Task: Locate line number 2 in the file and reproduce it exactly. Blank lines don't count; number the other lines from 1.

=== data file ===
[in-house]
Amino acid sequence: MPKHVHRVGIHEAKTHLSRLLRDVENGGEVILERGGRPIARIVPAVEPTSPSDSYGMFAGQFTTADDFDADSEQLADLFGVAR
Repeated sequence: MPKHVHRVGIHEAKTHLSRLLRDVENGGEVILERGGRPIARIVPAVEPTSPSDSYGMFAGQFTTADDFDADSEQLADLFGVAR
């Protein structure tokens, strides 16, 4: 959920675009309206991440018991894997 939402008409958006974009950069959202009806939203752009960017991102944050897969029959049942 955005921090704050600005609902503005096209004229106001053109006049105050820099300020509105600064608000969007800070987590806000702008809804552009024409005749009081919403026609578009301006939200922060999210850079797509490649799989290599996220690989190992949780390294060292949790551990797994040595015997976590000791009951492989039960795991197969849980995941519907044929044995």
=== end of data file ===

Amino acid sequence: MPKHVHRVGIHEAKTHLSRLLRDVENGGEVILERGGRPIARIVPAVEPTSPSDSYGMFAGQFTTADDFDADSEQLADLFGVAR